Objectives: The present study addressed the accuracy of calculated oxygen saturation (sO2) using point-of-care (POC) testing compared with measured values on a blood gas analyzer. Methods: In total, 3,323 sO2 values were measured in 1,180 patients using a CO-oximeter (ABL 800 Flex; Radiometer, Copenhagen, Denmark). Measured parameters were then used to calculate an expected sO2 for the POC method (Abbott i-STAT; Abbott POC, Princeton, NJ). Cases in which calculated sO2 differed from measured sO2 by 10% or more were analyzed. Results: Of the 3,323 comparisons performed, 260 (8%) showed discrepancies (± ≥10%) between measured and calculated sO2 values. Ninety-four of discrepant measurements (245 of 260) occurred when pO2 was less than 50 mm Hg. pH and bicarbonate distributions shifted to lower values in discrepant vs nondiscrepant cases. Conclusions: Our results suggest that the likelihood of discrepant sO2 is 27% among patients with pO2 less than 50 mm Hg. Direct measurement of sO2 by CO-oximetry is strongly suggested in this clinical scenario.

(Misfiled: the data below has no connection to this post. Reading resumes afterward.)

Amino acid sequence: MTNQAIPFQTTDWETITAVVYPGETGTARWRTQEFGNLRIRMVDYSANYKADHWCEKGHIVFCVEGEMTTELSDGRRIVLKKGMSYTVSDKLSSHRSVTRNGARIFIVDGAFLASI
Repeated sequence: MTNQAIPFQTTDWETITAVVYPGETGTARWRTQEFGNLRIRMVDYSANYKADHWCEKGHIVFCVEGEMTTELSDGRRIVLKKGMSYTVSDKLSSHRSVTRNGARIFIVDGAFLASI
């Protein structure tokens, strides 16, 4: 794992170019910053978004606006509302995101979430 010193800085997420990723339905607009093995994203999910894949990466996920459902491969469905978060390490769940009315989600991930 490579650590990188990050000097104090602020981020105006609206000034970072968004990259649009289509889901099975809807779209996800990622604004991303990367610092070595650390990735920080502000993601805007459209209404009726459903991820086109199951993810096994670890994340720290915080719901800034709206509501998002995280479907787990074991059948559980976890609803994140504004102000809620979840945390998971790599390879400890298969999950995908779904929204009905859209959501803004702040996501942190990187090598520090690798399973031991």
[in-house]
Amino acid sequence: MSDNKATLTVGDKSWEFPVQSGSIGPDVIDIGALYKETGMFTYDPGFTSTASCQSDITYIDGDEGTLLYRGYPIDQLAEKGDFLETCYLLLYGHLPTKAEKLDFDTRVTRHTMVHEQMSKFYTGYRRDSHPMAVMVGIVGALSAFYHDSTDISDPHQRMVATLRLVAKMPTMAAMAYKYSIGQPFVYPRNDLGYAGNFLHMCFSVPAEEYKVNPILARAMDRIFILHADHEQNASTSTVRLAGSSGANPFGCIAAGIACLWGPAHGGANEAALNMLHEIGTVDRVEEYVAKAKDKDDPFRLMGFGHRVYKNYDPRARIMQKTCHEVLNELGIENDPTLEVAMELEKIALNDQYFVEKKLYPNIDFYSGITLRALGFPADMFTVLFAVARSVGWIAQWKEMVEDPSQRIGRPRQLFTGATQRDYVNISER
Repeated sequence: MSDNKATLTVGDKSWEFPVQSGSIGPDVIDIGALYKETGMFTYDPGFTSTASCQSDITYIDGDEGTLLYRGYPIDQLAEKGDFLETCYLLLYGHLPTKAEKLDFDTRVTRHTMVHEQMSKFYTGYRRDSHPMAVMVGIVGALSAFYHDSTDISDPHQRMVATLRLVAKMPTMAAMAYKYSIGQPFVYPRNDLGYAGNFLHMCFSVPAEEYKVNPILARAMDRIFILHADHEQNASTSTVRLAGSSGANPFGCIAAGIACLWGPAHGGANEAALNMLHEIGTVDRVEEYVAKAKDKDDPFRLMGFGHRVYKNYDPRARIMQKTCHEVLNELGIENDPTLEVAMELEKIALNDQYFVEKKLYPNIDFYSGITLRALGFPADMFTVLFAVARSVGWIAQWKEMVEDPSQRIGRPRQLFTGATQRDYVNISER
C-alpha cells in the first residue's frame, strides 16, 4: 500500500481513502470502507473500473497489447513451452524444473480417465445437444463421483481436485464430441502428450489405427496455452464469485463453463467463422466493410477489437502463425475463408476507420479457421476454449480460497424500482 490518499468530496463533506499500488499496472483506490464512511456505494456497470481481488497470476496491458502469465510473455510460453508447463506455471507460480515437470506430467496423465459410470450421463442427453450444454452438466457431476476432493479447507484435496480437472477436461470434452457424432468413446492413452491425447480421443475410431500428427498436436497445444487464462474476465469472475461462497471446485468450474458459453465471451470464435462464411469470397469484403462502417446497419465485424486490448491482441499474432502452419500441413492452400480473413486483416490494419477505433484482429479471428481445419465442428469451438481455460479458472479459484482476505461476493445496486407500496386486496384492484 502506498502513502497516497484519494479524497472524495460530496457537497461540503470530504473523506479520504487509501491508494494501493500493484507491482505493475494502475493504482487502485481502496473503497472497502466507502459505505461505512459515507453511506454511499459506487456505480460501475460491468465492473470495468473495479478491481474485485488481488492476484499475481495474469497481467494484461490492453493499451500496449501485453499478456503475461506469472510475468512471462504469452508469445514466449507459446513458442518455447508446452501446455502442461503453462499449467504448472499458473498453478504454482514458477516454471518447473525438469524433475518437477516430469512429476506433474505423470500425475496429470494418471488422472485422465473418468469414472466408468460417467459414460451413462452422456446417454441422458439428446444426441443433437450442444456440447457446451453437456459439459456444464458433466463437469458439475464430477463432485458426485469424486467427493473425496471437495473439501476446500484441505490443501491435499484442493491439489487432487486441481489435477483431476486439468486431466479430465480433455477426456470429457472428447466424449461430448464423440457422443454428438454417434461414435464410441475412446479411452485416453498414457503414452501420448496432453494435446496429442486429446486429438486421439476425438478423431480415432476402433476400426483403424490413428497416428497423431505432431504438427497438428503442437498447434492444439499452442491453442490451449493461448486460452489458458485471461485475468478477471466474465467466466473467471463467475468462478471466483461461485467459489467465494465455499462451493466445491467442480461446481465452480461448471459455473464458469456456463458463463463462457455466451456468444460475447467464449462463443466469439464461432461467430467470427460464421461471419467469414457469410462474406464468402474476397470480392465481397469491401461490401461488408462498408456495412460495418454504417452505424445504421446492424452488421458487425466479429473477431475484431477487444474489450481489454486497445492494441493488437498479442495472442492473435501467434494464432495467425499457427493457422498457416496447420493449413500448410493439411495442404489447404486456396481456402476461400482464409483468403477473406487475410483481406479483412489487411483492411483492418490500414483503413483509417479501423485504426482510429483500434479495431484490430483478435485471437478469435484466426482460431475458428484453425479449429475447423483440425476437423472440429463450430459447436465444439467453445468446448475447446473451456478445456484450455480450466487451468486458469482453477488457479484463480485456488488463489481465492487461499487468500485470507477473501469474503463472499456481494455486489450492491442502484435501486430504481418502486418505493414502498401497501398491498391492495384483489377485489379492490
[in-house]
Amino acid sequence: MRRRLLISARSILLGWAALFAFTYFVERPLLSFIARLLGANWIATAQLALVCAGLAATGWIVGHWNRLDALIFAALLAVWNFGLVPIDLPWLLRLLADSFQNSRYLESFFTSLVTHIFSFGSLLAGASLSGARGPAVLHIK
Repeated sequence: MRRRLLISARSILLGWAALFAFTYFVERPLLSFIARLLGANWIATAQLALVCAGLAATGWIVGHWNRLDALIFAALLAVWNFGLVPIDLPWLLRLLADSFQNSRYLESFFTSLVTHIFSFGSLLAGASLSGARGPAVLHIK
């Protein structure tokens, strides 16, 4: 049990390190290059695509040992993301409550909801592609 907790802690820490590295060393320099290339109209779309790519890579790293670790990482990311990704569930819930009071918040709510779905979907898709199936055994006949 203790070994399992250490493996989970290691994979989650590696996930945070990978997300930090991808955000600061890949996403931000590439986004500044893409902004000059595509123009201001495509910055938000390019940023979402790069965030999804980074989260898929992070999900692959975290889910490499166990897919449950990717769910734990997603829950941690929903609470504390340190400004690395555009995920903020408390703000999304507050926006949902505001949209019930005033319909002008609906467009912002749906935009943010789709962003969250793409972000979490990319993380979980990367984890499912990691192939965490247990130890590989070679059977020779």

|Original language||English (US)|
|Number of pages||5|
|Journal||American journal of clinical pathology|
|State||Published - Jan 1 2018|
- Oxygen saturation
- Point-of-care testing